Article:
sometimes…In fact, more than sometimes need to be put in their place about how they mistreat and disrespect disabled patients but uh…looks like I’m the odd one out here on this particular hashtag tren because I’m not okay with it! I don’t think it’s productive at all. I think that the things that are being said are productive but I think they’re being drowned out because someone decided that they like alliteration.
K: People stop reading if the first thing that you do is insult them. And valid or not, that’s what you’re doing with #DoctorsAreDickheads even though some of the various claims under that hashtag are completely, 100% valid.
E: It’s really pointing to a larger issue for me which is that all social justice activist communities could benefit from not approaching education and activism in that particular way. And I know that I’m about to be told that I am tone policing and who am I to say this? Whatever. Look, I’m a disabled person who’s dealt with doctors so I feel like I get a fair say in this.
K: I don’t think you have to defend yourself. I mean actually I do think you do, I don’t think you should have to unfortunately, but I agree with you. I think it’s really, not to sound cliche but you really do catch more flies with honey than you do with vinegar.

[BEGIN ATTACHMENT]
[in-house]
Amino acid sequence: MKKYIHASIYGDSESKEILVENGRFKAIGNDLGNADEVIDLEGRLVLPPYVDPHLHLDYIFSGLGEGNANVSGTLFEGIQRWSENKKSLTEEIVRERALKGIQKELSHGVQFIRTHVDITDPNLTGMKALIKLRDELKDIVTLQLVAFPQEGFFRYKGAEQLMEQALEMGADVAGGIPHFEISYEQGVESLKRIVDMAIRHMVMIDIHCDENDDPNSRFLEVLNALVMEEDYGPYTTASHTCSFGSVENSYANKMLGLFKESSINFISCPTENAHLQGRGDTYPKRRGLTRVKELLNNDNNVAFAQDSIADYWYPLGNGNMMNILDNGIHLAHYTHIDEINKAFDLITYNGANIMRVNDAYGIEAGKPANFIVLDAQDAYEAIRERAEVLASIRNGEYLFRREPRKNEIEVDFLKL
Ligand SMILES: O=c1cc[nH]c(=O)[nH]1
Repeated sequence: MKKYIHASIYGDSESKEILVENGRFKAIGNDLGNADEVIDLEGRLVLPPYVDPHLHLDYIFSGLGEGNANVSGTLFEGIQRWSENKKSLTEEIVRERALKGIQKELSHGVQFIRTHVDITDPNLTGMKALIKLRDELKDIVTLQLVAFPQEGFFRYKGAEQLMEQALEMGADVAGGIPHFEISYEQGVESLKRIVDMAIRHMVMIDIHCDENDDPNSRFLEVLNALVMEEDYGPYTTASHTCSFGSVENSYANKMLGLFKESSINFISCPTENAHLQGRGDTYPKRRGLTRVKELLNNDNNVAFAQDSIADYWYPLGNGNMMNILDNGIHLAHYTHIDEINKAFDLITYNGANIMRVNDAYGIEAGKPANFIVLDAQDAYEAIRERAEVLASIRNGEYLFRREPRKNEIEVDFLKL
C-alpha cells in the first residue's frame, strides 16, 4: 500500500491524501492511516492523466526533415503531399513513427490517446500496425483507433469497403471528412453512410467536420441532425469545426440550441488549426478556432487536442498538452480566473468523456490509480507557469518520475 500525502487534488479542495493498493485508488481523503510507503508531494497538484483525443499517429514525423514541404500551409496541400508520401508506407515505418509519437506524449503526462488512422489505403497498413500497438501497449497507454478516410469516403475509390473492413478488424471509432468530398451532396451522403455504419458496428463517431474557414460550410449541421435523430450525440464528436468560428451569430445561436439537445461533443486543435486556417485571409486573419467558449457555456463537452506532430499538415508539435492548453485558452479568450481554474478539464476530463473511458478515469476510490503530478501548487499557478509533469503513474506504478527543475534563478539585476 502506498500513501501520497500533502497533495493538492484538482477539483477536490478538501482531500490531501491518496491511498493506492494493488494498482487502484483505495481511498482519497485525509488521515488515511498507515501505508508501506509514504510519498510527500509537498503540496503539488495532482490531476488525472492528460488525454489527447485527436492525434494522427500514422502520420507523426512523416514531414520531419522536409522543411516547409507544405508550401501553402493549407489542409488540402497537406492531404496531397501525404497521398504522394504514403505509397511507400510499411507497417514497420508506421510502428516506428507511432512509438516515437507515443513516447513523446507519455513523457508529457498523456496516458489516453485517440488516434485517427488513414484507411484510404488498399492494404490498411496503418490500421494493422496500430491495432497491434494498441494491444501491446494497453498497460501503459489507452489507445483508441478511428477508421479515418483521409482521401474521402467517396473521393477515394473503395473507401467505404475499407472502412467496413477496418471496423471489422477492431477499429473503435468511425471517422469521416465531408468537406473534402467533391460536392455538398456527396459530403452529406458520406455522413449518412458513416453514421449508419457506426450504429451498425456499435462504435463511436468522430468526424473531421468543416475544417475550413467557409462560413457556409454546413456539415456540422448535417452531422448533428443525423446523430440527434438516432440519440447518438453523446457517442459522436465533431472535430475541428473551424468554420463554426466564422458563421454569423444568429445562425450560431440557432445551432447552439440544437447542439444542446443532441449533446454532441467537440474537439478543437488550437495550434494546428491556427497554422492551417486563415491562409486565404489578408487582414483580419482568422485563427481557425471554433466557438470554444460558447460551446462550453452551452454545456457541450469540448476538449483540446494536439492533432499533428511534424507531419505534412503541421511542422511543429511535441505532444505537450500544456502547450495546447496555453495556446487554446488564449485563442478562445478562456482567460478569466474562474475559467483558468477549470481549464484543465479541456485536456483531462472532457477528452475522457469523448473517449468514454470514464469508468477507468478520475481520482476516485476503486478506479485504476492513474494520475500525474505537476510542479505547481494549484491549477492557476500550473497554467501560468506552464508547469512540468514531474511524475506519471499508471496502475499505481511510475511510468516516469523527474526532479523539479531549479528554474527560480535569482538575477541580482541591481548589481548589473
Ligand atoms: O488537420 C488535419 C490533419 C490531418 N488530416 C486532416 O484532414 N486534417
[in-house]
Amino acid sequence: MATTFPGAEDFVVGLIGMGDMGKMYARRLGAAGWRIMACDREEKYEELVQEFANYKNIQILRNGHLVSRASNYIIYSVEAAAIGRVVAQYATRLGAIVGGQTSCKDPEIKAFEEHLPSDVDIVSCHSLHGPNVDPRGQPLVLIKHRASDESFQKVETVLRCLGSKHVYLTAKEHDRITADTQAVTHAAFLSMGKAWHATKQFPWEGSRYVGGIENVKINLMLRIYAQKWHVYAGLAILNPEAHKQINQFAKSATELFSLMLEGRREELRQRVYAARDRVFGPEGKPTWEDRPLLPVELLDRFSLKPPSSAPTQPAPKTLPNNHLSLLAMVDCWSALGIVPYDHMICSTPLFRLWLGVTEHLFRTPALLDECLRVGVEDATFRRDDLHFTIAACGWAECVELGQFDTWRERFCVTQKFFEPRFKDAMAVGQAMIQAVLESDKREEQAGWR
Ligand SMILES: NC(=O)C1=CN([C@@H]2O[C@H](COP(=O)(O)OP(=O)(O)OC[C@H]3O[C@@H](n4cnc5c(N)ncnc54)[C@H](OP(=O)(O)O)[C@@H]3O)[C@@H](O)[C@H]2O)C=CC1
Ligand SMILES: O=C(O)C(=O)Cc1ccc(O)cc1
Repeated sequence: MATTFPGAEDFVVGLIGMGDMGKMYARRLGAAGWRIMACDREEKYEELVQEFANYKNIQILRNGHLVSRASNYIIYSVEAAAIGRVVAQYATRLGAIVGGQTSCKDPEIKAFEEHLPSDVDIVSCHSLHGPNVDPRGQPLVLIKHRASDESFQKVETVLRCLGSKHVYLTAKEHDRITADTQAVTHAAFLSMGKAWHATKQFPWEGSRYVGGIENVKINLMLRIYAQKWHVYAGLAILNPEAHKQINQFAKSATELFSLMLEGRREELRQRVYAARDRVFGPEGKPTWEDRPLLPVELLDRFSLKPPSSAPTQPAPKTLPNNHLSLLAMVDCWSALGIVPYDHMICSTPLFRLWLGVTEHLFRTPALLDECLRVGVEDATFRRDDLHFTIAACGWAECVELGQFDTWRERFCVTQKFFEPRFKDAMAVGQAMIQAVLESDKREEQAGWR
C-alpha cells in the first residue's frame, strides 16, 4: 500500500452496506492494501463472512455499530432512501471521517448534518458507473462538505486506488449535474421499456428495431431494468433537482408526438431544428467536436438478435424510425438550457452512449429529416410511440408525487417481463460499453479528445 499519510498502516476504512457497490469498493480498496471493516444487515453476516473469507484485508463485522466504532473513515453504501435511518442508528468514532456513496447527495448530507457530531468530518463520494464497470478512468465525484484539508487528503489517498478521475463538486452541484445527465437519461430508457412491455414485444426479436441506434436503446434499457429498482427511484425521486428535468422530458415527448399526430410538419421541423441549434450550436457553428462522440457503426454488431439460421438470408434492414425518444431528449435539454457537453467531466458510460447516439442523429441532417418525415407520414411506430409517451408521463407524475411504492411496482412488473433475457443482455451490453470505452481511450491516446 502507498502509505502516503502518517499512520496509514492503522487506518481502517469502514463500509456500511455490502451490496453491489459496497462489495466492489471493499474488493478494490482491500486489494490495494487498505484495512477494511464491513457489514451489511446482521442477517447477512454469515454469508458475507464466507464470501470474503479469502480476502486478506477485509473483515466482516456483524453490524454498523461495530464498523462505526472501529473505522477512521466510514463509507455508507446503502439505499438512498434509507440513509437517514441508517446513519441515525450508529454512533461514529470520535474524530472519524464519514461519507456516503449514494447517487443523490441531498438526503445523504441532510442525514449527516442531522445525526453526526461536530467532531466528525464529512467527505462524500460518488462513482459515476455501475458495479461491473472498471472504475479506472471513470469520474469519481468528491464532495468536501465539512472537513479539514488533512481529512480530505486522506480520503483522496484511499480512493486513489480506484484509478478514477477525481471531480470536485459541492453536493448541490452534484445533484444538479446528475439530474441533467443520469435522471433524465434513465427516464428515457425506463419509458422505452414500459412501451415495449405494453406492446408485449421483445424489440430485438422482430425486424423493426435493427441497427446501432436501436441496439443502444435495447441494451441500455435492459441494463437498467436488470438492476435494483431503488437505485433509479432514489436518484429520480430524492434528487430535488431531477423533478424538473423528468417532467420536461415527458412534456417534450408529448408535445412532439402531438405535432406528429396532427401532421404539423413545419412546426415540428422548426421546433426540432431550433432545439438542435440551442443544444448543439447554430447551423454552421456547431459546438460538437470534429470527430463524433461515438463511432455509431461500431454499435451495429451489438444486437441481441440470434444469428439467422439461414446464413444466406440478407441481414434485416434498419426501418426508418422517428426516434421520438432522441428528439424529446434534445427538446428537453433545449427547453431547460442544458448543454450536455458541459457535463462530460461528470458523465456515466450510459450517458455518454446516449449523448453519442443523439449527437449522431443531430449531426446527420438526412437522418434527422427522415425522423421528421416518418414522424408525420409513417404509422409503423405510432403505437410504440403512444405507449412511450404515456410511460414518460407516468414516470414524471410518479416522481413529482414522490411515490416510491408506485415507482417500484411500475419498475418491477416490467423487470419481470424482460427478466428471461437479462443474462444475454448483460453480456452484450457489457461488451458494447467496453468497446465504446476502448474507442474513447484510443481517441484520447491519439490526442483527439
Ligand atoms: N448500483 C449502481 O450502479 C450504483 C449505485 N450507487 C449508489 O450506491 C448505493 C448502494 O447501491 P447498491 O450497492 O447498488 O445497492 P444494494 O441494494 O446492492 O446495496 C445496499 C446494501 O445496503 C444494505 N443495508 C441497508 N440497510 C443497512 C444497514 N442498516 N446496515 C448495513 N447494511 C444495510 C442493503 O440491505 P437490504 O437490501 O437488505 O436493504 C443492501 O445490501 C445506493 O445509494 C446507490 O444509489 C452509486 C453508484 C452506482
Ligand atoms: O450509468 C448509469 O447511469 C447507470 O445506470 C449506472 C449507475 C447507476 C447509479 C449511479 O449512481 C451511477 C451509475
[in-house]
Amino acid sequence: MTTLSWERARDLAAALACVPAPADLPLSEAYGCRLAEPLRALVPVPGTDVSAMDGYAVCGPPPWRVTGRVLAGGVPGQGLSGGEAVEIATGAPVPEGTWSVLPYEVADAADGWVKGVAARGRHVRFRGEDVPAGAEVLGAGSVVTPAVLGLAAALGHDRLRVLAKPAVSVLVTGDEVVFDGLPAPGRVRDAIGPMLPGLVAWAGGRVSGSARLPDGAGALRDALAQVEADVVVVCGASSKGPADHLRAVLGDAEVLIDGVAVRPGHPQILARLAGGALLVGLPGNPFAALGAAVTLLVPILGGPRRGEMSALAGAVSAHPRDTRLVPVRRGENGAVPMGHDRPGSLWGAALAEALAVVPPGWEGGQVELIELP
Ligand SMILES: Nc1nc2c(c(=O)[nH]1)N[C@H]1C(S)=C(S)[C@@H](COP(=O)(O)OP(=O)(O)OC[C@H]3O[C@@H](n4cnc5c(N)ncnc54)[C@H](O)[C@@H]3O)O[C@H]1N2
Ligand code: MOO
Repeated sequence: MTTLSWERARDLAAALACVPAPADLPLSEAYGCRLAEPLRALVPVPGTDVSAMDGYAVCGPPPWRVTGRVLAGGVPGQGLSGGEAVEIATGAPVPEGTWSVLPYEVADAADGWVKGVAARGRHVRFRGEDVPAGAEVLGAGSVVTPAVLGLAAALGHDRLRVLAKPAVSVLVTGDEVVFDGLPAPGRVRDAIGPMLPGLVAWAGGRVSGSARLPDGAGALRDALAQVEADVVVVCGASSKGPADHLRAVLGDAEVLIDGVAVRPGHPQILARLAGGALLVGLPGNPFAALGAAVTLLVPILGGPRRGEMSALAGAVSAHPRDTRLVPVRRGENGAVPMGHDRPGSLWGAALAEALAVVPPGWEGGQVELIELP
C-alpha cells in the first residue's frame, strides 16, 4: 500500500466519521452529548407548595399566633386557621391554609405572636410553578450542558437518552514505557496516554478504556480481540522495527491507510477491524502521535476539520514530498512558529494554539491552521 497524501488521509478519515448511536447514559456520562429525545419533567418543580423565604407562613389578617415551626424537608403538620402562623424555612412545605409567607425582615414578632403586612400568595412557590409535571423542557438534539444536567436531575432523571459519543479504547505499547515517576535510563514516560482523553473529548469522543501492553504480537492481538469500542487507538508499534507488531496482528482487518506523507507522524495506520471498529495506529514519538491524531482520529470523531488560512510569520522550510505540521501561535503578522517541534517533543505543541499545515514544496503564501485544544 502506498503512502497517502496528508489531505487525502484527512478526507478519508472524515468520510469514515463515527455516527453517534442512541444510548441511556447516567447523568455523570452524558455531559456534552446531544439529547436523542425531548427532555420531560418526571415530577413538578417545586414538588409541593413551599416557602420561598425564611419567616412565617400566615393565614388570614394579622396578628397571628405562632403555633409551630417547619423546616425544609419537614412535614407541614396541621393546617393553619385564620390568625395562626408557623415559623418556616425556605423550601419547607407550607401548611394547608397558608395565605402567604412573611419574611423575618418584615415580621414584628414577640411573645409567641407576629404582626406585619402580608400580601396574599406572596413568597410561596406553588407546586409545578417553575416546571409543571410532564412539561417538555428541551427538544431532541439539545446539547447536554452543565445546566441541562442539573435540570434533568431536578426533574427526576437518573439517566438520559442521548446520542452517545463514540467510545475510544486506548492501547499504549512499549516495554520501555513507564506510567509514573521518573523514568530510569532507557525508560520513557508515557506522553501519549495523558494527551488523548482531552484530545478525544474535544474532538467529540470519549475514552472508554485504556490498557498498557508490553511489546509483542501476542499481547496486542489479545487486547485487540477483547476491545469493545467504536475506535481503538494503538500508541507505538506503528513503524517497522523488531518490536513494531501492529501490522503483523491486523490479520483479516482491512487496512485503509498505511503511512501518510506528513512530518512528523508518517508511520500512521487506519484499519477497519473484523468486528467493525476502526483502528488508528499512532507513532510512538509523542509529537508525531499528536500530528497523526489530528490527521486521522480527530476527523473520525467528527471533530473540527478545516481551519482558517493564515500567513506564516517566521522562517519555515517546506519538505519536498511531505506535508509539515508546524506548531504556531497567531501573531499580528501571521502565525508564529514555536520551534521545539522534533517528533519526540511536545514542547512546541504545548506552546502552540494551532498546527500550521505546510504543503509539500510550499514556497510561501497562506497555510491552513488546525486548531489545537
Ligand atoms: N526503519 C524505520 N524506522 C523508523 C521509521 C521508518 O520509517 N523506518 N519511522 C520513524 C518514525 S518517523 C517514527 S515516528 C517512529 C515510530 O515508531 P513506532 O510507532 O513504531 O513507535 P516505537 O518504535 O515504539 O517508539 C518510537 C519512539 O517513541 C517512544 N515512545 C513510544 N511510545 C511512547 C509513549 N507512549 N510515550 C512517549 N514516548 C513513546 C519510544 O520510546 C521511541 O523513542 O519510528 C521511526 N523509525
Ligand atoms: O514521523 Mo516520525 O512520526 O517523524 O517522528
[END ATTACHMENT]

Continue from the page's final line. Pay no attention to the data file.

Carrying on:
E: And the argument to that, because I’ve already thought of this from pretty much all sides. People try honey and it doesn’t work so now it’s time to bust out the vinegar.
K: Maybe. And sure, there are certain times where you do bust out the vinegar but this is the first I’m seeing of this hashtag. It’s pretty new, and if this hashtag is the culmination of always trying honey and then finally being frustrated enough to try vinegar, that’s fine. But the consequence of that is that if you are “Average Joe M.D.” scrolling through your Twitter feed being a good doctor, that’s gonna leave a bad taste in your mouth. And it’s like, it’s nobody’s fault but like it or not that’s gonna make them think twice, and not for the reasons that you think they will, and that’s not good.